2017 MLB Betting Against the Public Report
This article was originally published on March 28, 2017
Past research has conclusively proven that betting against the public will produce a positive return on investment, although many bettors are confused about why this is such a successful strategy. Contrary to popular belief, oddsmakers do not attempt to balance their book by attracting 50 percent of the action on each side. Instead, they shade their opening lines to capitalize on public perception. Throughout the day, sportsbooks allow their sharpest bettors to shape the line.
We advocate a contrarian approach to sports betting which, much like contrarian investing, is characterized by holding opinions in contrast to the prevailing sentiment. By capitalizing on overreactions and the predictable actions of casual bettors (sometimes known as squares), a contrarian can exploit mispriced or artificially inflated lines. In other words, whenever the public zigs, we zag.
For anybody unfamiliar with Sports Insights, we track public betting percentages from seven major offshore sportsbooks: 5Dimes, BetDSI, BetUs, Carib, GTBets, SIA, and Sportsbook.com. These betting trends reflect real bets placed by real bettors, as opposed to other websites that use “consensus” numbers. By including both sharp and square sportsbooks, our betting percentages accurately reflect which teams the public is backing across the marketplace.
Most oddsmakers are able to anticipate which games will take one-sided public betting, so they will shade their opening lines to account for the predictable flood of public money. If the liability becomes too great, they will adjust their number to encourage action on the other side, thereby mitigating some of their risk.
Prior to the start of every season, we release a series of betting against the public articles which discuss the optimal thresholds for fading the public. Using the public betting percentages from our contributing sportsbooks, I have analyzed nearly 30,000 games from our historical database to break down the sweet spot for contrarian betting. As you can see, our past systems have been profitable since their initial publication:
- 2014 system: 50-40, +36.89 units won, 41.0% return on investment (ROI)
- 2015 system: 29-21, +22.30 units won, 44.6% return on investment (ROI)
- 2016 system: 25-25, +12.96 units won, 25.9% return on investment (ROI)
Although these systems have been incredibly lucrative, blindly betting against the public isn’t necessarily an effective strategy as you can see from the table below.
|Public Betting||Record||Win Rate||Units Won||ROI|
Looking at every game played since the start of the 2005 season, betting against the public hasn’t been a profitable strategy until we reach the 20% threshold. Over the past 12 seasons, teams receiving less than 20% of moneyline tickets have gone 1,185-1,778 (40.0%) with +40.55 units won.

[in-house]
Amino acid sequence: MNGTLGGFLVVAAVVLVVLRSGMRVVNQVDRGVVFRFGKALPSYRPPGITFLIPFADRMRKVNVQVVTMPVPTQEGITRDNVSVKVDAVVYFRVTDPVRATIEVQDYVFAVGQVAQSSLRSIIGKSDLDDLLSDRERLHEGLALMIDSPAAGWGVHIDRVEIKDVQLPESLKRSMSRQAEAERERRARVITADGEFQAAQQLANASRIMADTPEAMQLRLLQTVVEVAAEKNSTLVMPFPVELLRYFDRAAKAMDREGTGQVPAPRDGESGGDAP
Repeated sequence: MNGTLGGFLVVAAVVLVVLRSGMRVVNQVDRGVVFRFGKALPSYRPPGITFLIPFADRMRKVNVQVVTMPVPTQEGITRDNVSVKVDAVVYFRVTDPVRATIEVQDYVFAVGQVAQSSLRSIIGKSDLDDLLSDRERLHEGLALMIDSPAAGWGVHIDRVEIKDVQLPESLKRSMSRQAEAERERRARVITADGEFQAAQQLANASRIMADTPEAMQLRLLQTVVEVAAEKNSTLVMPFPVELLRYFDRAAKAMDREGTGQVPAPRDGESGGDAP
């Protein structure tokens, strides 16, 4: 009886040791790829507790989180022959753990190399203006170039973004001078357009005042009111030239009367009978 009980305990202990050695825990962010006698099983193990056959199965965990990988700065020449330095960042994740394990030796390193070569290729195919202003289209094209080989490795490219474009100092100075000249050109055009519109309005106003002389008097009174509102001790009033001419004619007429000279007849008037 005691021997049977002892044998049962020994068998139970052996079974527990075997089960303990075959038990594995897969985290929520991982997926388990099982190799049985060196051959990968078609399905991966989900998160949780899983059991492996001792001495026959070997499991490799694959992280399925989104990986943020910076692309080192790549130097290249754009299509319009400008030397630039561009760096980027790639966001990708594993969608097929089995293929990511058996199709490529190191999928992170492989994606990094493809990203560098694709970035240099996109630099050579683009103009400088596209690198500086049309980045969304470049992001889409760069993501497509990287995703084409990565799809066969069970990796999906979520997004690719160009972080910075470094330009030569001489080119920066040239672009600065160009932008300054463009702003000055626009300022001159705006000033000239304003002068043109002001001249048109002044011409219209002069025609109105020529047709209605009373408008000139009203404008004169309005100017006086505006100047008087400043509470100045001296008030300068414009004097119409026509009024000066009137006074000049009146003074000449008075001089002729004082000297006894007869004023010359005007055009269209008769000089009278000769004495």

It’s also interesting to note that although the ROI increases as we look at games with increasingly one-sided public betting, the win rate actually drops. That’s because casual bettors love taking winning teams, and they are willing to lay the juice to take the league’s best teams and top pitchers. That has historically created value on larger underdogs. It’s also worth noting that oddsmakers respect the opinion of their sharpest bettors, and won’t adjust based on public money if those sharps have taken a side.
“It really has to be largely one-sided without much sharp involvement,” stated Scott Cooley, a spokesman for Bookmaker.eu. “If we have 90 percent of the public on one side and two wiseguys on the other, we aren’t going to shade toward the ‘smart’ side because of the lopsided action. We respect where our sharp bettors are.”
As noted in a recent article, the Pinnacle MLB steam move has been incredibly profitable for bettors and it’s one of the best identifiers of sharp money. Since sportsbooks will only adjust their lines based on public money in games where sharp money isn’t involved, I wanted to examine the same contrarian strategies when no Pinnacle steam moves had been triggered on the public side. This simple addition led to improved returns at almost every data point.
|Public Betting||Record||Win Rate||Units Won||ROI|
When there’s no sharp money on the other side, teams receiving less than 30% of moneyline tickets have gone 4,136-5,779 with +79.72 units won. When the Pinnacle steam move has been triggered on the other side, teams receiving less than 30% of moneyline tickets have gone just 474-769 with -79.56 units lost. If you’re going to fade the public, it’s crucial to make sure you’re not betting against the sharps.